Strictly worse options.


Skills, Feats, Equipment & Spells


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Pathfinder Rulebook Subscriber

This is a thread for cases where you are presented with two or more options and one is strictly better than the other. (This isn't for apples-to-oranges comparisons like saying demon bloodline powers vs. celestial bloodline powers.)

I noticed that animal totem has the following strictly betters:
Deer, wolf, and bull all have 1d10 piercing unarmed attacks leaving hands free.
Animal rage gives all of them scent, but deer gets 45ft. movement, wolf gets 40ft., and bull gets 30ft.

Cat also gets 1d10 piercing hands-free, plus scent and 40ft. movement from animal rage, but also gets 1d8 slashing agile claws (using hands). That puts them as strictly better than wolf and bull.

They're not big differences, but it'd be nice to have some mechanical reason for each form.

Any other cases like this?


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A -lot-of weapons and several armora are like this. Some of its legacy reasons, but I'd hazard less than half the weapons table will be used.

There are several spells that produce the slow effect. Slow is single target, but heightens to 10 targets at 6th. Crushing despair is 5th, but has a delayed onset of one rounds and gives two will saves rather than a single fortitude save.


Maybe you have to mimic the antler bull attack making it hard to use your free hands to grapple with. I dunno. Seems boring to not have animal rage as a default at least. Ape and snake gets climb speed so that's something to consider.

The Exchange

Spears. Spears are still awful, which makes no sense. They were a staple of melee combat for a very long time for reasons beyond them simply being affordable. Looking at the regular spear, it does a d6, online with the shortsword, you can throw it 20 feet, and that's it. That is the only dex based attack you get with your poking stick. The rapier, a metal poking stick, gets the same damage die, and you can apply your dex to the attack. The shortsword is the same deal. I get that they're both martial weapons, and for some reason the spear isn't, but the one handed spear can and should be a lot better than it is.

The longspear is eclipsed by the ranseur. Like if you're going to go with a spear build based on a two handed weapon without taking a martial class, you might as well burn a feat for martial proficiency to get it. Honestly rolling them into each other would work well.


AC, with non-proficiency penalties. At second level (when full plate becomes available), it's impossible for a wizard to get a high enough Dex for him to be better off going without armour, rather than wearing heavy armour. Even if he's prepared to spend a spell slot on mage armour. Technically there are costs to this: slower movement speed, higher check penalty, etc. However, they're very minor compared with getting a higher AC.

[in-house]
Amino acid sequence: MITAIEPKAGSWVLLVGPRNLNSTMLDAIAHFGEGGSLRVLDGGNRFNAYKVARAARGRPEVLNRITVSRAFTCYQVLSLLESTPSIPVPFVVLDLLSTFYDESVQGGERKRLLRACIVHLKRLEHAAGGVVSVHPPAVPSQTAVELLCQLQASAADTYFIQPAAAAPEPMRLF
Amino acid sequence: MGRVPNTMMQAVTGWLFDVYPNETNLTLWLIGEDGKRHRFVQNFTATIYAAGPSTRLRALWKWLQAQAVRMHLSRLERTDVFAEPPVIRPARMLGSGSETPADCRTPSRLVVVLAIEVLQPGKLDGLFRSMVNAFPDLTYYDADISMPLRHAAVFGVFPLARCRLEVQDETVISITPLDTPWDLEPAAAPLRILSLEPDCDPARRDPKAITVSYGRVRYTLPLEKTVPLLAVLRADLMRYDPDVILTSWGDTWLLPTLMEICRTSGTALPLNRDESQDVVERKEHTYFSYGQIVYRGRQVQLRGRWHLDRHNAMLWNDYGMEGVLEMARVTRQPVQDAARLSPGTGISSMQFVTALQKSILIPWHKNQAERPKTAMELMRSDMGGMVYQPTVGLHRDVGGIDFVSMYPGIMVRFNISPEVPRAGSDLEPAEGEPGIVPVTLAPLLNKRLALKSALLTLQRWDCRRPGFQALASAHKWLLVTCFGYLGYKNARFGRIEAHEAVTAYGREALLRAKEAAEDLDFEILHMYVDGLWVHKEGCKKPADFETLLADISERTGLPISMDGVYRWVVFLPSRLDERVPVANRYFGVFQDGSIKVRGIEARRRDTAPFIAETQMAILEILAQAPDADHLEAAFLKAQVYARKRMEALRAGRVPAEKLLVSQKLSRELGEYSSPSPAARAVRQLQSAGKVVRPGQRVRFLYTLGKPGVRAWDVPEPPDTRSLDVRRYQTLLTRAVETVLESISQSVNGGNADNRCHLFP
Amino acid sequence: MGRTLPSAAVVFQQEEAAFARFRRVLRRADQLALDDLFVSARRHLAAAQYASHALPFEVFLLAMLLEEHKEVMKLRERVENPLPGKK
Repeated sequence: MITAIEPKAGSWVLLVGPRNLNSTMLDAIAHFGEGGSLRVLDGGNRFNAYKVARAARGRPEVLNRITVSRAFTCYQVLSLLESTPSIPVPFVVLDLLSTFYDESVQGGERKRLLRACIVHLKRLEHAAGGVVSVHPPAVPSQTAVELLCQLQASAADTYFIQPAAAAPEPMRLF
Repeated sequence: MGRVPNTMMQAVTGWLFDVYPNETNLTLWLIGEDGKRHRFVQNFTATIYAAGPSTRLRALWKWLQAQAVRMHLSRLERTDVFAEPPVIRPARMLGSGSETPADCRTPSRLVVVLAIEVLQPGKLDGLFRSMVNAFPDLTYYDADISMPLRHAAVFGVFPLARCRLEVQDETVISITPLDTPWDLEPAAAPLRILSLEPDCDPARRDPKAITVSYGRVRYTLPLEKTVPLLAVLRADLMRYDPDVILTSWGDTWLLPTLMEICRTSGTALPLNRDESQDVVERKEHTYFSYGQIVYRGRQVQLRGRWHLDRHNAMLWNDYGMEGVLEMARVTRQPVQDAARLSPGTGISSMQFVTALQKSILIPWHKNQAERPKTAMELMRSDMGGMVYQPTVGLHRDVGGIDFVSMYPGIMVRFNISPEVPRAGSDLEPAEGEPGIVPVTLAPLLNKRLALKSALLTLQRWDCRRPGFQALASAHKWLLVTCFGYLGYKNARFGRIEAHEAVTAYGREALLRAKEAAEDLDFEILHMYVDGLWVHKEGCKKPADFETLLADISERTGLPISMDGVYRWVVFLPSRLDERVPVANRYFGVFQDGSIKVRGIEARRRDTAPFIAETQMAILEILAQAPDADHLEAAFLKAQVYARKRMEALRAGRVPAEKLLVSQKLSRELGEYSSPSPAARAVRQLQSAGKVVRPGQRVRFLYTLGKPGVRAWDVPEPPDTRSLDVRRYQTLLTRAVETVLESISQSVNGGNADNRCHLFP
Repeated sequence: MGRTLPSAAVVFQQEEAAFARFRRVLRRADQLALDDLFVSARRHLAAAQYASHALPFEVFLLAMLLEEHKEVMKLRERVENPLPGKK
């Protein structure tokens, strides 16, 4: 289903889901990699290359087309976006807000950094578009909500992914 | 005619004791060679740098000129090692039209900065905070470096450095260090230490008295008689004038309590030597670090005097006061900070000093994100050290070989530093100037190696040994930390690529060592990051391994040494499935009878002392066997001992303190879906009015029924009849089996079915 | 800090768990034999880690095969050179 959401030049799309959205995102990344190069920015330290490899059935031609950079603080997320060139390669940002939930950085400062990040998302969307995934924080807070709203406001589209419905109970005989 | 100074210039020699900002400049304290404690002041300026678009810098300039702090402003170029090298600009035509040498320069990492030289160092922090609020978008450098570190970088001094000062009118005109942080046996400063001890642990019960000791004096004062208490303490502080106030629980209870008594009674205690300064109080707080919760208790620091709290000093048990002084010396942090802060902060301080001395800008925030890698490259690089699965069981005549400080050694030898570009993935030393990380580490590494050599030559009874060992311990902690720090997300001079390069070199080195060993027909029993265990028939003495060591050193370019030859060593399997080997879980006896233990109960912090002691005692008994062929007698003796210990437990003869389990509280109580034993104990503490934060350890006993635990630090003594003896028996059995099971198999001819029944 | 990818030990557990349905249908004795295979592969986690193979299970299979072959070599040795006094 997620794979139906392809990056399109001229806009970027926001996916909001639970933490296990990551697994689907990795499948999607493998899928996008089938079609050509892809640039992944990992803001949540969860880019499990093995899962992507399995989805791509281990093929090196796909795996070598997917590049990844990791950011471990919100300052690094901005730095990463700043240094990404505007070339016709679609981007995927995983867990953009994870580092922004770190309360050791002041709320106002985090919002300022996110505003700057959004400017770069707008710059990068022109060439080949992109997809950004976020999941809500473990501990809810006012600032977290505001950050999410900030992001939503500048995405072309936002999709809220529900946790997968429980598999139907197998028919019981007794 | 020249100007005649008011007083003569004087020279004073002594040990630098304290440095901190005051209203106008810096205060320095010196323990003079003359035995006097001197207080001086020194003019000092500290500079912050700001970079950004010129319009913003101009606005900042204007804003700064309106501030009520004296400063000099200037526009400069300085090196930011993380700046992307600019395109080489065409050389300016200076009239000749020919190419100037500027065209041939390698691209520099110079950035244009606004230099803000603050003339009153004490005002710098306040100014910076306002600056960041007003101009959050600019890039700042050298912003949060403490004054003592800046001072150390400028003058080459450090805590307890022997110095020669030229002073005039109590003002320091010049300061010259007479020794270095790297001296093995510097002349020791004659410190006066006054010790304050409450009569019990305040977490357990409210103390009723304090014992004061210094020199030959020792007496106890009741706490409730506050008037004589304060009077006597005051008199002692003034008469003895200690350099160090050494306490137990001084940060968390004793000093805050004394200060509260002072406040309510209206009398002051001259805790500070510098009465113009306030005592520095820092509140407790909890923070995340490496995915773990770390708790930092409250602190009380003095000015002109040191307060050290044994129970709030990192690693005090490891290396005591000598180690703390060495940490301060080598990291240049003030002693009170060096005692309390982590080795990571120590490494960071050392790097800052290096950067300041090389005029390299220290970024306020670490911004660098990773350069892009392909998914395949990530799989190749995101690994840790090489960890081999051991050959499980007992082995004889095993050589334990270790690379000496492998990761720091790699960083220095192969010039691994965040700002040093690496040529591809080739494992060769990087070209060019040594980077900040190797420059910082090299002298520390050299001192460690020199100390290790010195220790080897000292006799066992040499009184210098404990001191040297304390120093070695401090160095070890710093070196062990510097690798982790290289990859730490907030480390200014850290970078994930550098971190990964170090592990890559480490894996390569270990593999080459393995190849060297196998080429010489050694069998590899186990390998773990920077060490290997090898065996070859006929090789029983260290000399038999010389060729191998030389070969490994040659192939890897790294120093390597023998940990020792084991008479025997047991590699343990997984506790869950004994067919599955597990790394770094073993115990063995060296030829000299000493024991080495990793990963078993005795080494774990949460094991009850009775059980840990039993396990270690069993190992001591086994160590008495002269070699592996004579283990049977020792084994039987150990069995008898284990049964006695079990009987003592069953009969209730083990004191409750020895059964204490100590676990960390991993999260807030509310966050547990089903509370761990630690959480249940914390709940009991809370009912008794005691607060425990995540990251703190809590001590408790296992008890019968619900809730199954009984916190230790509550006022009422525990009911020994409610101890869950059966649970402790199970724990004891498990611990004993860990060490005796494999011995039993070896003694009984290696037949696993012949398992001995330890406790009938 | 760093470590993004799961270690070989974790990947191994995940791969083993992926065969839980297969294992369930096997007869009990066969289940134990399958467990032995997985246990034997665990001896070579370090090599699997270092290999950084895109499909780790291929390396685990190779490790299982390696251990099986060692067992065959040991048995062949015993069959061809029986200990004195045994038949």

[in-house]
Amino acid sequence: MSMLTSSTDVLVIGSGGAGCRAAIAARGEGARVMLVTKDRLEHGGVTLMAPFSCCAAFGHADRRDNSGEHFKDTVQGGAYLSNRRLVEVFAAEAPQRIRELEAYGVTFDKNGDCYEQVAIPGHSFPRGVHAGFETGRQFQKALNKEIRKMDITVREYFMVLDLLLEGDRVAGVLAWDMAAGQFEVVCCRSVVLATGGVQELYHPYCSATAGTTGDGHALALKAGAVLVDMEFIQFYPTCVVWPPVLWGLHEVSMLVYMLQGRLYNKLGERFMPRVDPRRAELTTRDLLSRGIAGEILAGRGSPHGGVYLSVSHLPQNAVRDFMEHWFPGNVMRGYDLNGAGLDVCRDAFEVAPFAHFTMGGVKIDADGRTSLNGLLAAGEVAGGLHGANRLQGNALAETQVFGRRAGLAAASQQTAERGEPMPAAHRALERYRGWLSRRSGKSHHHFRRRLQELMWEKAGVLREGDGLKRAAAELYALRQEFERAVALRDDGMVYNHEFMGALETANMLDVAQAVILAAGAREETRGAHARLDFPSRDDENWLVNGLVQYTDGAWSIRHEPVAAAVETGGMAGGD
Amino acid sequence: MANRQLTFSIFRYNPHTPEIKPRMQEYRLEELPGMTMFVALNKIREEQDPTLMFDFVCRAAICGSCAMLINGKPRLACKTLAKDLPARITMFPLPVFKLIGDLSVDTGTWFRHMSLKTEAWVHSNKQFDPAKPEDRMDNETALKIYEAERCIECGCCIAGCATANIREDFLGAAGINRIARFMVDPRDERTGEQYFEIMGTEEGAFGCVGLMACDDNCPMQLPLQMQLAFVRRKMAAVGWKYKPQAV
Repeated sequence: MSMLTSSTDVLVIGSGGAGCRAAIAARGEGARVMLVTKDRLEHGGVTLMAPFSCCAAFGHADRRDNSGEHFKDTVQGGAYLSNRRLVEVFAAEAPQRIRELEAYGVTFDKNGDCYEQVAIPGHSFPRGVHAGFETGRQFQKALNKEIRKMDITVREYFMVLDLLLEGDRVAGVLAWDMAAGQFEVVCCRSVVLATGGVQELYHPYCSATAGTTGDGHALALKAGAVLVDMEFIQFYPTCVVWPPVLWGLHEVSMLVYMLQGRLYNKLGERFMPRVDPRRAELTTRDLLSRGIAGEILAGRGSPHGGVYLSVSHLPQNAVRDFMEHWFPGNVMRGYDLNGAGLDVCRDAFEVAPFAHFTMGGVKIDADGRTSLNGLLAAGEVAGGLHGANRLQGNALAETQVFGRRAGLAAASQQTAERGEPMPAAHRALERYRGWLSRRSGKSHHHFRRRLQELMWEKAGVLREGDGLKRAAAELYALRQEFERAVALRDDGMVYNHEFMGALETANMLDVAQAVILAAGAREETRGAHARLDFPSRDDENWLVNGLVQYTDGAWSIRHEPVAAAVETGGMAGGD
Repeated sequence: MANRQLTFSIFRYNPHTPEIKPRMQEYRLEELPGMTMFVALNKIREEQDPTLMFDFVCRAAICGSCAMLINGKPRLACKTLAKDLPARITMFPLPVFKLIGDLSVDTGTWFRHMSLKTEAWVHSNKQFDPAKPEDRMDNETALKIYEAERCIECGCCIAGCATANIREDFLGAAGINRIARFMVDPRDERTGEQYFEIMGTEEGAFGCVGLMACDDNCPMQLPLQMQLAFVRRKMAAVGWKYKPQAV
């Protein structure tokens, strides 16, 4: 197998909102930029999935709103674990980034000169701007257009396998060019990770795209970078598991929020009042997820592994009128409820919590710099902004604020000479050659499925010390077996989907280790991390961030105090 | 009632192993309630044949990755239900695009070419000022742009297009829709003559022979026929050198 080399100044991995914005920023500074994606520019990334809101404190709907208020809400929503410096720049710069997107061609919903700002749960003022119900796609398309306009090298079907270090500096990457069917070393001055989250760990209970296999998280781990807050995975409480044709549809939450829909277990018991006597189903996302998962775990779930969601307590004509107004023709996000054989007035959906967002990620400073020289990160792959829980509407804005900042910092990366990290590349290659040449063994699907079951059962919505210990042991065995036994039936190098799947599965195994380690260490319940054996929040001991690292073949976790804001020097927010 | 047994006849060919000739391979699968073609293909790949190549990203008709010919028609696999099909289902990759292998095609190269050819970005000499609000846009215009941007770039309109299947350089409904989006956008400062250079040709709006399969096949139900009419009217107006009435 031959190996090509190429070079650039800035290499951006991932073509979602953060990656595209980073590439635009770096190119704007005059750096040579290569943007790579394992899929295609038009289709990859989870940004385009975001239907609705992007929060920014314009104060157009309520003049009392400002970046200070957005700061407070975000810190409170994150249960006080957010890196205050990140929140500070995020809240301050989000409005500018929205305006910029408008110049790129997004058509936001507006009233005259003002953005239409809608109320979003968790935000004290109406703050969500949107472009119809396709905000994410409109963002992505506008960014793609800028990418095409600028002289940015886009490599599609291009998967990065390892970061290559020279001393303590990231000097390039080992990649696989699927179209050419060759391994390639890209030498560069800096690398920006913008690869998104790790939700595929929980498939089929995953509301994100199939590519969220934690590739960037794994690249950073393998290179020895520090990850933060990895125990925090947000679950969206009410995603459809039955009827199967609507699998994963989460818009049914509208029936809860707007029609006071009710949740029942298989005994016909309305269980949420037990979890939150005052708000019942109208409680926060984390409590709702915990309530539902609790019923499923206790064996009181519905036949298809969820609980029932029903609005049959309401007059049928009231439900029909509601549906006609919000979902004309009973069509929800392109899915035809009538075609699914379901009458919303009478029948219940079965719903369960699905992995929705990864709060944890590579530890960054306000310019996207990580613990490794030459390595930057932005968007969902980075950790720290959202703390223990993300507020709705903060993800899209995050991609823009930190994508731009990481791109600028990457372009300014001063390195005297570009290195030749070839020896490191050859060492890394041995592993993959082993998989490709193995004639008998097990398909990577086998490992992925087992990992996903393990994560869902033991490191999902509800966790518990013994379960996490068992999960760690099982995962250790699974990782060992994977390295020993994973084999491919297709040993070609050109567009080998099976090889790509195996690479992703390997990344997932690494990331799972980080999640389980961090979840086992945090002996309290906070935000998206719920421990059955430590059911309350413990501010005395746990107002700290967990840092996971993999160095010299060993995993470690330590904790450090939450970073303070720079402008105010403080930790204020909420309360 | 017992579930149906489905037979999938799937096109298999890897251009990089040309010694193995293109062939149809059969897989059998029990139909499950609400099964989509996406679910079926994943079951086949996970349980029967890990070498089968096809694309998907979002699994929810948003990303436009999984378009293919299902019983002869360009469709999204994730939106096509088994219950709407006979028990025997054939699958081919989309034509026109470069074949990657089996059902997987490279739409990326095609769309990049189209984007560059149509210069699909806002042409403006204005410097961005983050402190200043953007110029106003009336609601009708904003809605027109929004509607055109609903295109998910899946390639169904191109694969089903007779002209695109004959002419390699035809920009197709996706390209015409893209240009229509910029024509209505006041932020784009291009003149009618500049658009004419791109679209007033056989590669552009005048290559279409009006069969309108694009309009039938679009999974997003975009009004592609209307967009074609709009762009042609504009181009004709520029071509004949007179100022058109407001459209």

pi4t wrote:
AC, with non-proficiency penalties. At second level (when full plate becomes available), it's impossible for a wizard to get a high enough Dex for him to be better off going without armour, rather than wearing heavy armour. Even if he's prepared to spend a spell slot on mage armour. Technically there are costs to this: slower movement speed, higher check penalty, etc. However, they're very minor compared with getting a higher AC.

I think someone said that Arcane spell failure chance is still going to be a thing but was accidentally left out of the play test. I'm not sure if that is rumor or fact however.


Vidmaster7 wrote:
I think someone said that Arcane spell failure chance is still going to be a thing but was accidentally left out of the play test. I'm not sure if that is rumor or fact however.

It wasn't left out accidentally. They intentionally left it out to see where things would be going. They are just not sure if they want to keep leaving it out or re-introduce it when 2e is released.


Blave wrote:
Vidmaster7 wrote:
I think someone said that Arcane spell failure chance is still going to be a thing but was accidentally left out of the play test. I'm not sure if that is rumor or fact however.
It wasn't left out accidentally. They intentionally left it out to see where things would be going. They are just not sure if they want to keep leaving it out or re-introduce it when 2e is released.

Ah ok. Interesting. Well I'd personally prefer is casters where still penalized for wearing armor.


Vidmaster7 wrote:
pi4t wrote:
AC, with non-proficiency penalties. At second level (when full plate becomes available), it's impossible for a wizard to get a high enough Dex for him to be better off going without armour, rather than wearing heavy armour. Even if he's prepared to spend a spell slot on mage armour. Technically there are costs to this: slower movement speed, higher check penalty, etc. However, they're very minor compared with getting a higher AC.